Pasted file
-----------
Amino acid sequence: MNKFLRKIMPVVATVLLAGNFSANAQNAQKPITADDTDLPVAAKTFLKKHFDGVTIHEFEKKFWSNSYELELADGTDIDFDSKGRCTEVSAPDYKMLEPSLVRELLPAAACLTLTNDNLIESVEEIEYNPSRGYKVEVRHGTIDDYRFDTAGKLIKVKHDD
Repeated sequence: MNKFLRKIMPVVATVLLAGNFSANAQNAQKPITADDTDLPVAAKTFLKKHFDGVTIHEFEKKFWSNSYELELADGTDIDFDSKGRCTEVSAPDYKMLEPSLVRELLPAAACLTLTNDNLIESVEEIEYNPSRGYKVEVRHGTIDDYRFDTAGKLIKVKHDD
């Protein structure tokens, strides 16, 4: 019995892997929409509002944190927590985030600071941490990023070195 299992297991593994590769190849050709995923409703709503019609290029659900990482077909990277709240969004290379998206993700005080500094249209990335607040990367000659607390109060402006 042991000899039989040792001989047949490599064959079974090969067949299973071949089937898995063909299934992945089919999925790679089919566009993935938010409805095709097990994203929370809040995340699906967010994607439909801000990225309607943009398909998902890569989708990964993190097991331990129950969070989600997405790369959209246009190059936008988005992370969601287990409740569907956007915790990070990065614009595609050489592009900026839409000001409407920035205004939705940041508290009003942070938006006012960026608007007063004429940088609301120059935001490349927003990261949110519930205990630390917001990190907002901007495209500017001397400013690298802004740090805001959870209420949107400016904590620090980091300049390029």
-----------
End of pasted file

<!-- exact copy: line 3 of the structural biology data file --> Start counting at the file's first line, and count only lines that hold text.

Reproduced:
């Protein structure tokens, strides 16, 4: 019995892997929409509002944190927590985030600071941490990023070195 299992297991593994590769190849050709995923409703709503019609290029659900990482077909990277709240969004290379998206993700005080500094249209990335607040990367000659607390109060402006 042991000899039989040792001989047949490599064959079974090969067949299973071949089937898995063909299934992945089919999925790679089919566009993935938010409805095709097990994203929370809040995340699906967010994607439909801000990225309607943009398909998902890569989708990964993190097991331990129950969070989600997405790369959209246009190059936008988005992370969601287990409740569907956007915790990070990065614009595609050489592009900026839409000001409407920035205004939705940041508290009003942070938006006012960026608007007063004429940088609301120059935001490349927003990261949110519930205990630390917001990190907002901007495209500017001397400013690298802004740090805001959870209420949107400016904590620090980091300049390029």